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How can we bring Lukashenko's regime, as well as himself and his accomplices, to international responsibility?


Pavel Latushka
Pavel Latushka Poto: NAM media

Pavel Latushka, the head of the NAM and deputy head of the United Transitional Cabinet, delivered a lecture at the Faculty of International Law at the University of Bialystok, discussing the existing legal mechanisms for holding Lukashenko and his accomplices accountable for the international crimes they have committed. What are these mechanisms?

The first mechanism is the State referral of the „Belarus situation” to the Office of the Prosecutor of the International Criminal Court. 

Some may argue that since Belarus is not a party to the Rome Statute, the ICC does not have jurisdiction over international crimes committed in our country. However, the jurisprudence and practice of the ICC suggests that the Court can potentially exercise at least jurisdiction over the crime against humanity of deportation, which refers to situations where the civilian population is forced to leave a country's territory due to an “atmosphere of fear and terror” created by the perpetrators.

Civilians who were compelled to flee Belarus to Poland after being persecuted on political grounds by the Lukashenko regime can be considered victims of deportation. 

Since Poland is a state party to the ICC and deportation is a crime committed on the territory of at least two countries (Belarus and Poland), it is possible to establish the ICC's jurisdiction. 

Poland has the right to refer the "situation in Belarus" to the ICC Prosecutor's Office for potential investigation.

The second mechanism is universal jurisdiction. 

This principle allows states to investigate the most serious international crimes, even if they were committed on the territory of another country and neither the perpetrator nor the victim are nationals of the state initiating the criminal investigation. 

Applications have already been submitted under this mechanism in Poland, Lithuania, the Czech Republic, Germany, and Switzerland.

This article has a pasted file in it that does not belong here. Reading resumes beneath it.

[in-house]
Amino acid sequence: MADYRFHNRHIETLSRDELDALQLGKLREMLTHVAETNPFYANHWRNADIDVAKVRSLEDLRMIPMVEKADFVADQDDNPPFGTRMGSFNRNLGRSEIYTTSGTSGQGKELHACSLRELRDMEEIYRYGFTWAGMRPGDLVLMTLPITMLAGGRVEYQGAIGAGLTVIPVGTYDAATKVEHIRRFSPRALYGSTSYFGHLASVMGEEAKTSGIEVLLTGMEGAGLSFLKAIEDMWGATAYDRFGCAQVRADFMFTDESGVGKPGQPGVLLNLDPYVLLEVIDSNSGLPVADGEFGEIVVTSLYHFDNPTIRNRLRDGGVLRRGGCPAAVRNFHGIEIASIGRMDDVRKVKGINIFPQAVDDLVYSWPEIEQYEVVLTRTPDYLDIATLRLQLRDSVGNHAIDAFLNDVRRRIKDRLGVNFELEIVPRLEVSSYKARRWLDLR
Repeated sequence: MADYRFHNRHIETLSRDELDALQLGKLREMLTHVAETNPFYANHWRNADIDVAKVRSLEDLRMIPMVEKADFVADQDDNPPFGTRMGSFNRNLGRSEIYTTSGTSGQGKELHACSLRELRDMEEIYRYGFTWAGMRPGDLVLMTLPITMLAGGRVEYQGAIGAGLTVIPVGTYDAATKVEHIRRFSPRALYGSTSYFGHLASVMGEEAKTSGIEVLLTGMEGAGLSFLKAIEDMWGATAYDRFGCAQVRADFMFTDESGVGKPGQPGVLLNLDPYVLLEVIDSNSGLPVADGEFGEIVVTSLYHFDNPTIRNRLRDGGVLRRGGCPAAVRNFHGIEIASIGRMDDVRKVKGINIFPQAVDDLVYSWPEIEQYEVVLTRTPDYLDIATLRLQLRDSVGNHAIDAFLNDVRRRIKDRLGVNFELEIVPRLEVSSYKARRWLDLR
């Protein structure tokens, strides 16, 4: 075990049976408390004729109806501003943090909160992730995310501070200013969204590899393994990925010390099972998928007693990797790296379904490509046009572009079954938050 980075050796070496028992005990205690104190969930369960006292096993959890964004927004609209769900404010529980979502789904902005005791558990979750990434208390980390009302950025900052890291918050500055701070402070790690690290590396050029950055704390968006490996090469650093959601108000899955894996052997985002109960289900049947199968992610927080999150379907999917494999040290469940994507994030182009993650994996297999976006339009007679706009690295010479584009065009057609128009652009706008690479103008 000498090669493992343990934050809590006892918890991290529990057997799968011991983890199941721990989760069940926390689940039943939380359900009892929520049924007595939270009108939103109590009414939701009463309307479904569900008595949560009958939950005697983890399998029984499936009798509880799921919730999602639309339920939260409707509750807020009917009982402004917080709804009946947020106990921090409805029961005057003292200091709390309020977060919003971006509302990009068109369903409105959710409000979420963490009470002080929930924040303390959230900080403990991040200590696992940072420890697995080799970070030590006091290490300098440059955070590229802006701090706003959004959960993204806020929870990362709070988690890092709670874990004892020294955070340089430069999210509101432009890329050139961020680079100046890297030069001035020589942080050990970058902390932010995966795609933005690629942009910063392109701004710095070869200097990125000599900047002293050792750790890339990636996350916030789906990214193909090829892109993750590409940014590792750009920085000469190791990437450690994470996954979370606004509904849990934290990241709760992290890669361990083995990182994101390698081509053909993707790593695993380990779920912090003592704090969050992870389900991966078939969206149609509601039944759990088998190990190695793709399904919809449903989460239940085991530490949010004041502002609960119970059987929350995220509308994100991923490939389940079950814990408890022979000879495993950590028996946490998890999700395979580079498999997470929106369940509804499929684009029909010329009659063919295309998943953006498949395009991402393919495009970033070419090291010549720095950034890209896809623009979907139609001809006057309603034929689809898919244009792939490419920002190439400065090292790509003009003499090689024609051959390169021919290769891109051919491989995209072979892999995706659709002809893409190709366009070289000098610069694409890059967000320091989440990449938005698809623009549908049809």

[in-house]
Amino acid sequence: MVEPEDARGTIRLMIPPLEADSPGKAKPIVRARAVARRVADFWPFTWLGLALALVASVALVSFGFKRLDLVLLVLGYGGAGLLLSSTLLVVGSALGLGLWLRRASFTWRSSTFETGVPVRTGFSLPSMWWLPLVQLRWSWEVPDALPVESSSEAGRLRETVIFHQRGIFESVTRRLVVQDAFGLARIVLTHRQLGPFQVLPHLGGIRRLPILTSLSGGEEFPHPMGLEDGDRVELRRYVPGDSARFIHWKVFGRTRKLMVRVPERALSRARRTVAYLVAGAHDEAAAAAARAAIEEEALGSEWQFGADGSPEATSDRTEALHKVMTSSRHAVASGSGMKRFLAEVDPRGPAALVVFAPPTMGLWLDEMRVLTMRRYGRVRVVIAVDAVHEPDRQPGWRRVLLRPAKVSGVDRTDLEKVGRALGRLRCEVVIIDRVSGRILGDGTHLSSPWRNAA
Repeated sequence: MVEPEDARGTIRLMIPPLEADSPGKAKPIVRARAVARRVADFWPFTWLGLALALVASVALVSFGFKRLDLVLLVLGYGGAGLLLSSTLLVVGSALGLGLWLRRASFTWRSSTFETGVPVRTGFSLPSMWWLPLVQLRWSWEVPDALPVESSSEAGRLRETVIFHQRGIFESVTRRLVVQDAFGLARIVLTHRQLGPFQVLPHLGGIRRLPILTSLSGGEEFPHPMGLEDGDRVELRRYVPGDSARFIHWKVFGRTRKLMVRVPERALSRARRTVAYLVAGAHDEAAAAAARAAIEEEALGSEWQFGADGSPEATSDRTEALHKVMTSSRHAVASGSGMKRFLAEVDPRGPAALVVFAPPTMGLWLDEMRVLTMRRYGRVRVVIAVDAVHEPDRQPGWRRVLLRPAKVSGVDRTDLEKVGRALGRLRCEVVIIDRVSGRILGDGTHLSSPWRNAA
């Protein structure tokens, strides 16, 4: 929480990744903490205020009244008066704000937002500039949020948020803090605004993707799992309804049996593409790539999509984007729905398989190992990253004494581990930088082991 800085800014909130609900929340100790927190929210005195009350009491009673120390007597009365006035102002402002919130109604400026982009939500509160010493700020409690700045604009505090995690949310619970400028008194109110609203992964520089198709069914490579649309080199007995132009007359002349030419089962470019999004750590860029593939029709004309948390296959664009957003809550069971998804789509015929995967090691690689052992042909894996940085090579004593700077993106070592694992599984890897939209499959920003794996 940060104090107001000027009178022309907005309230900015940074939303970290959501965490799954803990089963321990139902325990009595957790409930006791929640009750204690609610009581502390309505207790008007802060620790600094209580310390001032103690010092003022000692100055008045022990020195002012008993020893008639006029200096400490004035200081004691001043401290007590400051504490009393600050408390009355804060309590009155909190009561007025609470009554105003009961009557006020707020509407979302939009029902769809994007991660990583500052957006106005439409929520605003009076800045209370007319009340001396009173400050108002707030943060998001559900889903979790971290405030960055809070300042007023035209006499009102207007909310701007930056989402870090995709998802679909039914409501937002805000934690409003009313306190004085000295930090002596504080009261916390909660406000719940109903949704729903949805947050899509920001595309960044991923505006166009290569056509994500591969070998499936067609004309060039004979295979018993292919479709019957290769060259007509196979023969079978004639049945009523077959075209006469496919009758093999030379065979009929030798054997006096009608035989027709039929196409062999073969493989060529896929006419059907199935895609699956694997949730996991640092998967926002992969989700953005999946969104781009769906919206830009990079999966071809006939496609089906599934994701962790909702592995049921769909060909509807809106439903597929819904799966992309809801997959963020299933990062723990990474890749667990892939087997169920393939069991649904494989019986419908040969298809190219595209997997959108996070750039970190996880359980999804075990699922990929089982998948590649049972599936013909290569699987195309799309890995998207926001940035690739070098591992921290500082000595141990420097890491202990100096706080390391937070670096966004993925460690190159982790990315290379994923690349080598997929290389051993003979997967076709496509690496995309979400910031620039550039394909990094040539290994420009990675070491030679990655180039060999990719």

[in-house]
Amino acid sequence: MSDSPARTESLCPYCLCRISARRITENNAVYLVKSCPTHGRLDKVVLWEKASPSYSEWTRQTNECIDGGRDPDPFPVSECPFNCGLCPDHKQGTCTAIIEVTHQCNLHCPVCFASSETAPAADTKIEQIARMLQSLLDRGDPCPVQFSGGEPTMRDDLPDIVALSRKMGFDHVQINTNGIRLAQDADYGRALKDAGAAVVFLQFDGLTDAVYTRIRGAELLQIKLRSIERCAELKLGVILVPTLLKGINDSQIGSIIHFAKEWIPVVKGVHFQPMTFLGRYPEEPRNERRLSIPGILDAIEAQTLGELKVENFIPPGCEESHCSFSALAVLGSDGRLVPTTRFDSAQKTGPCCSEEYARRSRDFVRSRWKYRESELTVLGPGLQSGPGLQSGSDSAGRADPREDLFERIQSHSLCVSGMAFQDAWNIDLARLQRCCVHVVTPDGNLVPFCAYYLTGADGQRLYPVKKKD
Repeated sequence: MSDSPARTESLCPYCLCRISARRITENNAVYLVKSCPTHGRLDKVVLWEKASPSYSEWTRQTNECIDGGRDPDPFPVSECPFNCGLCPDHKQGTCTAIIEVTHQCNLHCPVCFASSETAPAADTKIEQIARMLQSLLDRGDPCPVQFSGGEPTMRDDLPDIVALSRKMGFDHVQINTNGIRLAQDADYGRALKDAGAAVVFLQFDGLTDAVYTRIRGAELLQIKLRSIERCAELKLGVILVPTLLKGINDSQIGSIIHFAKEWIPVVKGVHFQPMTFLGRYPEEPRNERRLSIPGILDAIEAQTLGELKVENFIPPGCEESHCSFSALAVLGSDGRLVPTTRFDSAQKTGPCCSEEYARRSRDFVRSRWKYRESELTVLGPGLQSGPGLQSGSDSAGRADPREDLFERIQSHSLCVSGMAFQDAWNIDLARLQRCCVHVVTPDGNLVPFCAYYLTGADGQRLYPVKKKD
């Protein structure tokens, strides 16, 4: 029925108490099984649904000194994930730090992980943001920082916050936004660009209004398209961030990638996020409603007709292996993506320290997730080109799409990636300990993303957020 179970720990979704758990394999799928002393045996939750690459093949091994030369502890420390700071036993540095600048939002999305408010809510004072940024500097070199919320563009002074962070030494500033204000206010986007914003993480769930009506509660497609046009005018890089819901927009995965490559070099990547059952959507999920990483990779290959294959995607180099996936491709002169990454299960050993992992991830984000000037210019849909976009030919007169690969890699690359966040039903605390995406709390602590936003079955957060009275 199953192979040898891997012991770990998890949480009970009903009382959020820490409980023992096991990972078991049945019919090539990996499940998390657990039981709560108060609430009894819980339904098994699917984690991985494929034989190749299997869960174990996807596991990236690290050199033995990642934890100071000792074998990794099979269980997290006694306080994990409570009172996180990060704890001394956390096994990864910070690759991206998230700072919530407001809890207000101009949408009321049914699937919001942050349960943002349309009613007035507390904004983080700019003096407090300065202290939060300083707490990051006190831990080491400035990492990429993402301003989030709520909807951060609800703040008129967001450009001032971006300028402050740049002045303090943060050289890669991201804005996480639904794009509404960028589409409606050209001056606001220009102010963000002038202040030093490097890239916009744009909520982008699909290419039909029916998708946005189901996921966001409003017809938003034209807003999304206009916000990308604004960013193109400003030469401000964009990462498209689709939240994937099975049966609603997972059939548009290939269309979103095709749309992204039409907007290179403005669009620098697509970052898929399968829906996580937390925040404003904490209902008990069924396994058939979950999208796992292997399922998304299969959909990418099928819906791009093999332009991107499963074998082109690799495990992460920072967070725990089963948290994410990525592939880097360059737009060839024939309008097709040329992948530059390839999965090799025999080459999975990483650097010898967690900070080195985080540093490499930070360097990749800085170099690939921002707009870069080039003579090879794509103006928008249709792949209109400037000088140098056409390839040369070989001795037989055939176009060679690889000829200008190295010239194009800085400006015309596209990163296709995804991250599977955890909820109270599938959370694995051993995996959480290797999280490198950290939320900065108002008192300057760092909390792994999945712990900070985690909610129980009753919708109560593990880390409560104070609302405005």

The third mechanism is the referral of the dispute to the International Court of Justice. 

Considering the widespread commission of acts constituting torture and other cruel, inhuman, or degrading treatment or punishment, there are grounds to assert that Belarus has violated its obligations under the relevant international Convention against Torture of 1984, to which Belarus is a party. 

Since the violated provisions of the Convention are obligations to the entire world community (erga omnes), virtually any state party to the Convention can file an application against Belarus to the International Court of Justice.

Furthermore, A. Lukashenko and his accomplices may be subject to criminal liability for war crimes. 

With the onset of Russia's large-scale war against Ukraine, in which the Lukashenko regime is involved, the NAM has been documenting instances of the illegal displacement of children from Russian-occupied territories of Ukraine to Belarus. Such actions potentially constitute a war crime.

It is known that from September 2022 to May 2023, approximately 2,100 children aged 6 to 15 years, hailing from at least 15 occupied Ukrainian cities, were transported to the Belarusian Dubrava camp under the pretext of "rehabilitation." 

In this regard, the NAM has prepared and submitted two Communications under Article 15 of the Rome Statute to the ICC Prosecutor's Office.

 

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